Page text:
NEWS

  • Three Die in Conga Protest

    03 July 2012

    Clashes between police and locals protesting against the Minas Conga gold mine in Cajamarca, have left three dead and at least twenty injured. The violence occurred after reports emerged that Celendín Mayor Mauro Arteaga had expressed support for the mine, leading approximately 1,000 people to march on municipal buildings. 

  • Majaz Protest Investigations Closed

    14 June 2012

    A court in Huancabamba has dismissed a wide variety of charges against 107 people involved in the 2005 demonstrations against Minera Majaz, a subsidiary of then British-owned mining firm Monterrico Metals. Those acquitted, including a number of peasant farmers and provincial politicians, had marched with thousands of others to the company’s mine site in Piura, northwest Peru, in August 2005.

  • State of Emergency Declared in Espinar

    31 May 2012

    On 29th May the Humala administration declared a state of emergency in Espinar, southern Peru, following violent clashes between police and demonstrators. Protest organisers had hoped to highlight local concerns over the activities of Anglo-Swiss mining firm Xstrata, which is seeking to expand its operations in the region.

  • Oil Firm Agrees to Clean Up Operations

    25 May 2012

    An oil firm engaged in a long-running dispute with indigenous communities in northern Peru last week yielded to demands to remedy environmental damage in its area of operations. Argentina’s Pluspetrol agreed to clean up a lake and connected waterways located near the communities of Pucacuro and Pavayacu in the Corrientes river basin, which had been heavily contaminated with oil.

  • Ministers Resign over Shining Path Operation

    22 May 2012

    Peru’s interior and defence ministers resigned this month amid criticism over their handling of a recent hostage rescue effort in the south of the country. Interior Minister Daniel Lozada and Defence Minister Alberto Otarola faced allegations of incompetence from a number of politicians over the operation, which saw nine police and military officials killed by Shining Path (SP) rebels.

  • Shining Path Kidnaps Gas Workers

    02 May 2012

    On 9th April, a group of Shining Path (SP) rebels kidnapped 36 workers from the Camisea natural gas development in the Cusco region, southern Peru. The hostages, employees of Swedish company Skanska, had been building a new gas plant from the Camisea field in a remote region of the Apurimac-Ene valley, one of the last SP strongholds.

  • Minas Conga Update

    18 April 2012

    The controversy over the £3bn (US$4.8bn) Minas Conga gold mine planned for Cajamarca continued this month. While the high courts overruled local government efforts to block the project, an international review panel recommended substantial changes to minimise Conga's environmental impact.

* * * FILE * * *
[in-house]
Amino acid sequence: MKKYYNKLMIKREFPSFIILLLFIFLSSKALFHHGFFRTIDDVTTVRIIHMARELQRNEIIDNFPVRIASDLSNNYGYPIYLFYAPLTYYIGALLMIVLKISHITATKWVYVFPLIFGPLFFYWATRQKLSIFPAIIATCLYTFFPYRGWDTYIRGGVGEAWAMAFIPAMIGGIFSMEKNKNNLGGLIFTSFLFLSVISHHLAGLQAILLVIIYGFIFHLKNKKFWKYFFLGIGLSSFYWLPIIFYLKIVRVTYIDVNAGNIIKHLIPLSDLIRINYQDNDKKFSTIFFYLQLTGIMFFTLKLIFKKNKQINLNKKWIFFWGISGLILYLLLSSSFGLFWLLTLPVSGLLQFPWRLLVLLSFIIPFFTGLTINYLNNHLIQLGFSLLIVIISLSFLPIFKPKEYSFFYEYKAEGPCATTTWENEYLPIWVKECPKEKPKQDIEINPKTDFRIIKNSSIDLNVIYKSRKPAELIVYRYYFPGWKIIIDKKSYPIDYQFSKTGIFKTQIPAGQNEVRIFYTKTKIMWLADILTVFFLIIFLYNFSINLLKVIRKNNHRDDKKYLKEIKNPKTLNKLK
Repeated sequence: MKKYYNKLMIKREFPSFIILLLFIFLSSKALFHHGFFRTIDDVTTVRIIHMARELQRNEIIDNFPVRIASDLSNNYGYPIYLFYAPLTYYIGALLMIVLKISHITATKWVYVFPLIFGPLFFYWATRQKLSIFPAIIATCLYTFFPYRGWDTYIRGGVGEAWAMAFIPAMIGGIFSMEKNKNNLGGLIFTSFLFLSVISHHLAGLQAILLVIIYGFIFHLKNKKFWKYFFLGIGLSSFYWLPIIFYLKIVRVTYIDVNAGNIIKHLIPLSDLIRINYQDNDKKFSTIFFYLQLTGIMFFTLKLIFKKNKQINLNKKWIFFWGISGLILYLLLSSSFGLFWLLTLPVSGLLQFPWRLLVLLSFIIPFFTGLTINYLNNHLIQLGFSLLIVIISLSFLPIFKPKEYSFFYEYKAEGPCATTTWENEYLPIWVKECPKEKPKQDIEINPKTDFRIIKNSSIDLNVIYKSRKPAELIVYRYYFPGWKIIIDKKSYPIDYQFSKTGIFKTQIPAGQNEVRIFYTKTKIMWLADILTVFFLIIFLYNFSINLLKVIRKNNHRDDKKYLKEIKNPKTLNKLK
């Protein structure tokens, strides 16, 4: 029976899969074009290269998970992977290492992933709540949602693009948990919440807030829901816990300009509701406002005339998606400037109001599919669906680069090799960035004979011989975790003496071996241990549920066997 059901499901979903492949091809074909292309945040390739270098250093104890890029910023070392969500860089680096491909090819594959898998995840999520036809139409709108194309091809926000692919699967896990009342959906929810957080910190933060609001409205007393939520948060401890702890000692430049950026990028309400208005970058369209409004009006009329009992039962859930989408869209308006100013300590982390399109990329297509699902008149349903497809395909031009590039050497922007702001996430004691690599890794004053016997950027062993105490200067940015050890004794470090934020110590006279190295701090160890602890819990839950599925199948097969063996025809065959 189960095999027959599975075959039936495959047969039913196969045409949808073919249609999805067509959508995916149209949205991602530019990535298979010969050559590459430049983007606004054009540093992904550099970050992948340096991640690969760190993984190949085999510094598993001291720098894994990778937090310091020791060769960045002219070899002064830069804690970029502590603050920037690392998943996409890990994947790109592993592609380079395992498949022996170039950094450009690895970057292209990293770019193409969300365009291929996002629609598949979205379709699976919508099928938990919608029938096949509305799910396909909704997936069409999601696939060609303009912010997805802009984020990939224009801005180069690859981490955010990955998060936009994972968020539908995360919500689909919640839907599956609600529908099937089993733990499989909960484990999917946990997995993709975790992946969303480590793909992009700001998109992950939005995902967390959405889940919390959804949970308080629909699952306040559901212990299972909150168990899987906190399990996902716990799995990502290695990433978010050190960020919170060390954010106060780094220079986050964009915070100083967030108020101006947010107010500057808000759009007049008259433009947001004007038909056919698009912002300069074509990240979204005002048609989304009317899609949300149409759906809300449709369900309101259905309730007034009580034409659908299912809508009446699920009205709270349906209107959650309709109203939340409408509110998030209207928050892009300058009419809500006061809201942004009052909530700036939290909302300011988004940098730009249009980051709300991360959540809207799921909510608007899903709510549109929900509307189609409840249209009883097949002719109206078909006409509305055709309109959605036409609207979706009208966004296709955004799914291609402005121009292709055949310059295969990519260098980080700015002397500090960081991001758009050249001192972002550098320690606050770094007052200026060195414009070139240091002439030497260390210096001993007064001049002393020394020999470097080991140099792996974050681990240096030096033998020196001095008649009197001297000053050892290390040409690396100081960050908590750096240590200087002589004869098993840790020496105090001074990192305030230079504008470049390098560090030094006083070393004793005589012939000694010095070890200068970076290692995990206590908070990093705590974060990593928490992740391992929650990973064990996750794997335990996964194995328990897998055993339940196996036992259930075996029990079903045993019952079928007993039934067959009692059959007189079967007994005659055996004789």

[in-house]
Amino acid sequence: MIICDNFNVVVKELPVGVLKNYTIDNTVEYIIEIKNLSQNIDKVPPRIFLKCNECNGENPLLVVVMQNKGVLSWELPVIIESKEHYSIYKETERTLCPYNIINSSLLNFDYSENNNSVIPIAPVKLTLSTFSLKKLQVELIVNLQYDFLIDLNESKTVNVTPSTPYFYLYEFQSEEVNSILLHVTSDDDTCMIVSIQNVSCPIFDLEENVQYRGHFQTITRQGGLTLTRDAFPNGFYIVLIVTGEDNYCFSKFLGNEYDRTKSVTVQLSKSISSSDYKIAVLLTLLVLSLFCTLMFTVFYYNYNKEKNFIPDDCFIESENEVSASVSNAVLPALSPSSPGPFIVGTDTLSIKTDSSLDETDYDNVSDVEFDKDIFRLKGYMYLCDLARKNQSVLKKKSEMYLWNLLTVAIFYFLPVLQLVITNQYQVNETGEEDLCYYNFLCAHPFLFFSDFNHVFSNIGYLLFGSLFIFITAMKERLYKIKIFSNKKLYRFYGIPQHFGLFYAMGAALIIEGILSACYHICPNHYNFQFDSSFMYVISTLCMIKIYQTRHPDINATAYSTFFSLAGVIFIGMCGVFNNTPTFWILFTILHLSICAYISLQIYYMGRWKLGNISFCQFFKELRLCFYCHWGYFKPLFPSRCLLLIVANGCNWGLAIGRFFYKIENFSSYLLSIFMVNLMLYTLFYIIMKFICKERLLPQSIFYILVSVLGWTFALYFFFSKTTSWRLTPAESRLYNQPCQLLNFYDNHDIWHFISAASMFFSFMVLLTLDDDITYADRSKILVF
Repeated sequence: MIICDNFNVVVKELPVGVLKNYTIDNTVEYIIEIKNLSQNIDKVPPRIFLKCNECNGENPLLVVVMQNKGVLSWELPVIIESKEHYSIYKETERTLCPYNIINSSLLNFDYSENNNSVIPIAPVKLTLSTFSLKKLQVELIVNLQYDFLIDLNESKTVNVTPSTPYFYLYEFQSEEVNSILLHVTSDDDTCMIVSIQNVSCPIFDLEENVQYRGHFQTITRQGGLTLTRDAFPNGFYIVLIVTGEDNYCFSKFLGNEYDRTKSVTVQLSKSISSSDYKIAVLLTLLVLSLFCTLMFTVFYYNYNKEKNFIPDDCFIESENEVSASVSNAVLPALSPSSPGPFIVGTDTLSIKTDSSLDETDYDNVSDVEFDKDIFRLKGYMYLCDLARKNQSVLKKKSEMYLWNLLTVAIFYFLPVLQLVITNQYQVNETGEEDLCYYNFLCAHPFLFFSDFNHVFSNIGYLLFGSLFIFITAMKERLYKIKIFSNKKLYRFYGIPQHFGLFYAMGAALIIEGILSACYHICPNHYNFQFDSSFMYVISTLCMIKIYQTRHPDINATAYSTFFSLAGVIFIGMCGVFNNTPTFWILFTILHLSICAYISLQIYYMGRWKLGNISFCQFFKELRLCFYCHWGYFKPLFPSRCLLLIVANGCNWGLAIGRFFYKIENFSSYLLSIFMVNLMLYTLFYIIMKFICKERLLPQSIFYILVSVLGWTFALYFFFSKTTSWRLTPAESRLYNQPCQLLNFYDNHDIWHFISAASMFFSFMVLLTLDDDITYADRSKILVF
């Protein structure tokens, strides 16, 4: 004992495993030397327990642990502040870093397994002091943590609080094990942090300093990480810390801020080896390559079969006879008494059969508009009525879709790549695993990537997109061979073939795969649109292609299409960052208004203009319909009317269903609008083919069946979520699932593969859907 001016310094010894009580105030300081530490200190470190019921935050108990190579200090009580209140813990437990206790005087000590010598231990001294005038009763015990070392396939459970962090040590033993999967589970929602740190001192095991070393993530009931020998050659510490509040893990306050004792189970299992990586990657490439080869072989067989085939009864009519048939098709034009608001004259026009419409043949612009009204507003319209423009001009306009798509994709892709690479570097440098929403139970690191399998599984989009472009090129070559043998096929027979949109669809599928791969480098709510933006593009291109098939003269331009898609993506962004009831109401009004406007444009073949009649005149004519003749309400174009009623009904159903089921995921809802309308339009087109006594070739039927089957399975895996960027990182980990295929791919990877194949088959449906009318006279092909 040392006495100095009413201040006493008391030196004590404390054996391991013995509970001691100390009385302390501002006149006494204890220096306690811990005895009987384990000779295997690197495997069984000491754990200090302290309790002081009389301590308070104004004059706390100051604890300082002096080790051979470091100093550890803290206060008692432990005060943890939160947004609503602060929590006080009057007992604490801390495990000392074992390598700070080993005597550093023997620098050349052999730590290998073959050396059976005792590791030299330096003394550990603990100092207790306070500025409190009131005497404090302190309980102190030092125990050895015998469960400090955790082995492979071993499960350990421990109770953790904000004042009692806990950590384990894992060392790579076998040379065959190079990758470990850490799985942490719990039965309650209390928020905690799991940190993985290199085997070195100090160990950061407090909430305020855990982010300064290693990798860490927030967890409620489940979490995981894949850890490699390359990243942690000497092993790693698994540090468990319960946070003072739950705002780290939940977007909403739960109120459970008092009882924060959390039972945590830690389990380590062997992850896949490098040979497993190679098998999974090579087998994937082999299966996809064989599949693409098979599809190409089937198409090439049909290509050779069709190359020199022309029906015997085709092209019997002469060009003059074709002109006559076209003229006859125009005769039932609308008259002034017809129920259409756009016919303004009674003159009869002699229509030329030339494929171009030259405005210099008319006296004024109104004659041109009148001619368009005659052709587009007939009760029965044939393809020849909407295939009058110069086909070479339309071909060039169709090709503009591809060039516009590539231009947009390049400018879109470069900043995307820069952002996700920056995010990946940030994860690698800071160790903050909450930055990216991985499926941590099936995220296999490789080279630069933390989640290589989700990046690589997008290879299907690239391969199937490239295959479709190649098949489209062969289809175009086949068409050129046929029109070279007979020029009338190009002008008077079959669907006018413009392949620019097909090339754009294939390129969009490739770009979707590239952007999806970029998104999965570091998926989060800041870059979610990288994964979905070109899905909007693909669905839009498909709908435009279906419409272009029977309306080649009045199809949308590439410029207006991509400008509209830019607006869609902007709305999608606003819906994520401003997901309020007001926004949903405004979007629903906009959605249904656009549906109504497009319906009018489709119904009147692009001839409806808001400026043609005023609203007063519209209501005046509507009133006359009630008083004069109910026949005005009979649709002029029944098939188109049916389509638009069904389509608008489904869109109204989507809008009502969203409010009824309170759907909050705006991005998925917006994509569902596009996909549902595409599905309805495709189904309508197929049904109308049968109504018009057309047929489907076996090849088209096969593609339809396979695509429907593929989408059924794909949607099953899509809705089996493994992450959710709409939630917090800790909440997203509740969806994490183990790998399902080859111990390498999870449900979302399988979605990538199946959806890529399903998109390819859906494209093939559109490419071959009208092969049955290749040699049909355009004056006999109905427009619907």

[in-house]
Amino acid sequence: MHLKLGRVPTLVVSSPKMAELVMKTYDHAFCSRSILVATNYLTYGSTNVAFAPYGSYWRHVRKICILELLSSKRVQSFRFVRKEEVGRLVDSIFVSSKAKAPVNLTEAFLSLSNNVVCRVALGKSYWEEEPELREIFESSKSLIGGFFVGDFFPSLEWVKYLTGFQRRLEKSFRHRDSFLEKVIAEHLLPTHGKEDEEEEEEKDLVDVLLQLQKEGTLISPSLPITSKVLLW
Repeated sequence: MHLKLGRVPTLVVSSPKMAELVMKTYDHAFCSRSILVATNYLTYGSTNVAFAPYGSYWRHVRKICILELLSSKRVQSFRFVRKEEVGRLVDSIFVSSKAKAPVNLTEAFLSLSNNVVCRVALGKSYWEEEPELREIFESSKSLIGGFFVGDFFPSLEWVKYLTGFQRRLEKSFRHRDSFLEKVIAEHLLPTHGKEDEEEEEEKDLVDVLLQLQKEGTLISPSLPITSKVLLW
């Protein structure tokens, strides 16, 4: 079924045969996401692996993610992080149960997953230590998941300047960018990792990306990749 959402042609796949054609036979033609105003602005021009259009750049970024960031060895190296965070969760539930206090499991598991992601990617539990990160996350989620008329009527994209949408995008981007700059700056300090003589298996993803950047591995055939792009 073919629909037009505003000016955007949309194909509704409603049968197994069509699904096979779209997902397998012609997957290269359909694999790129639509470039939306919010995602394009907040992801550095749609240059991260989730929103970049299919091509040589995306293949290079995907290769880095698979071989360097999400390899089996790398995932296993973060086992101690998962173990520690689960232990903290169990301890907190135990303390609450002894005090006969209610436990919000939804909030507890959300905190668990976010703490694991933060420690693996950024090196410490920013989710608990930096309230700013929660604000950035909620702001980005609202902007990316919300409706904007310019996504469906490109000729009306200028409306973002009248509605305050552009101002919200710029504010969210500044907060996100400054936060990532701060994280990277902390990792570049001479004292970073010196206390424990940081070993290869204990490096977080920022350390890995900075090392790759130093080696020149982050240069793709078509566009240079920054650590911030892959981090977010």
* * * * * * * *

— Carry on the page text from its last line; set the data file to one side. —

• Oil Firm Criticised for Peru Operations

    16 April 2012

    In mid-April American NGO E-Tech International published a highly critical report of the operations of Anglo-French oil firm Perenco in Loreto, northern Peru.

    The report claims the company’s activities in Lot 67 are damaging the surrounding area and have had negative impacts on indigenous communities living nearby.

  • Government Publishes Consultation Rules

    03 April 2012

    On 3rd April the Humala administration published details of how the Prior Consultation Law - a measure obliging the state to consult with indigenous groups over extractive projects - would be applied in practice. While the passing of the original law in September 2011 was welcomed by a wide variety of groups, the new regulations have faced criticism from several quarters.

  • PSG News Summary: March 2012

    31 March 2012

    Our summary of the major news stories from Peru in March is now available. This month's edition features the following articles:

    Falklands Dispute Embroils Peru; Humala 'Favoured' Jailed Brother; La Oroya Activists Threatened; Unofficial Review Criticises Conga Study; Campaigners Denounce Threats to Uncontacted Indians 

  • Historical Overview

    Over the past century Peru has suffered a series of autocratic governments and a civil war in which nearly 70,000 people died. Many of the country's ongoing political and social problems are a legacy of its somewhat turbulent past. 

  • Society and Conflict

    Peru’s indigenous and peasant communities continue to suffer political marginalisation and discrimination. Insufficient consultation with such groups over political and developmental decisions has fostered feelings of disenfranchisement and led to elevated levels of social conflict.

  • PSG MineWatch

    There are numerous social conflicts related to extractive concessions operated by British firms in Peru. This PSG database shows which firms and which projects have proved the most contentious this month.

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